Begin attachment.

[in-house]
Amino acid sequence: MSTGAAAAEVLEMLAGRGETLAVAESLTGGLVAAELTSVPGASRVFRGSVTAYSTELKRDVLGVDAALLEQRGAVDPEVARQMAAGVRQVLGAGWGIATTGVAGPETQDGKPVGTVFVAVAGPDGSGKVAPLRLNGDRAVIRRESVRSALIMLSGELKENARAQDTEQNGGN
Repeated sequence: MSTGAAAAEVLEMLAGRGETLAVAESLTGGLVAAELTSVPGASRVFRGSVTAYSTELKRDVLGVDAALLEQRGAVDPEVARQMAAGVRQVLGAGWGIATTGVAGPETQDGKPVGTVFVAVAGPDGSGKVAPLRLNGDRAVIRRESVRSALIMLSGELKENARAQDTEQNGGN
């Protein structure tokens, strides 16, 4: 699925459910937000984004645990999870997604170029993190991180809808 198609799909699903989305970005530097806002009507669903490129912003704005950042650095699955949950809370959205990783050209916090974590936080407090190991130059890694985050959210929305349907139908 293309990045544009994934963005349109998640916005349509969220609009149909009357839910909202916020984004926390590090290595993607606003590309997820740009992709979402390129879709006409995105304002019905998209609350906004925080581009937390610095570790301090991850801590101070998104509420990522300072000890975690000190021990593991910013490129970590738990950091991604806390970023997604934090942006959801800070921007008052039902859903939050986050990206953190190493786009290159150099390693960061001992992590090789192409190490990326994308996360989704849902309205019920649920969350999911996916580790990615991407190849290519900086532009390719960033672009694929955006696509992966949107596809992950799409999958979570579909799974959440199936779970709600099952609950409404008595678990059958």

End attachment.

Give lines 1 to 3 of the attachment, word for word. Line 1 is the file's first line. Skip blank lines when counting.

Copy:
[in-house]
Amino acid sequence: MSTGAAAAEVLEMLAGRGETLAVAESLTGGLVAAELTSVPGASRVFRGSVTAYSTELKRDVLGVDAALLEQRGAVDPEVARQMAAGVRQVLGAGWGIATTGVAGPETQDGKPVGTVFVAVAGPDGSGKVAPLRLNGDRAVIRRESVRSALIMLSGELKENARAQDTEQNGGN
Repeated sequence: MSTGAAAAEVLEMLAGRGETLAVAESLTGGLVAAELTSVPGASRVFRGSVTAYSTELKRDVLGVDAALLEQRGAVDPEVARQMAAGVRQVLGAGWGIATTGVAGPETQDGKPVGTVFVAVAGPDGSGKVAPLRLNGDRAVIRRESVRSALIMLSGELKENARAQDTEQNGGN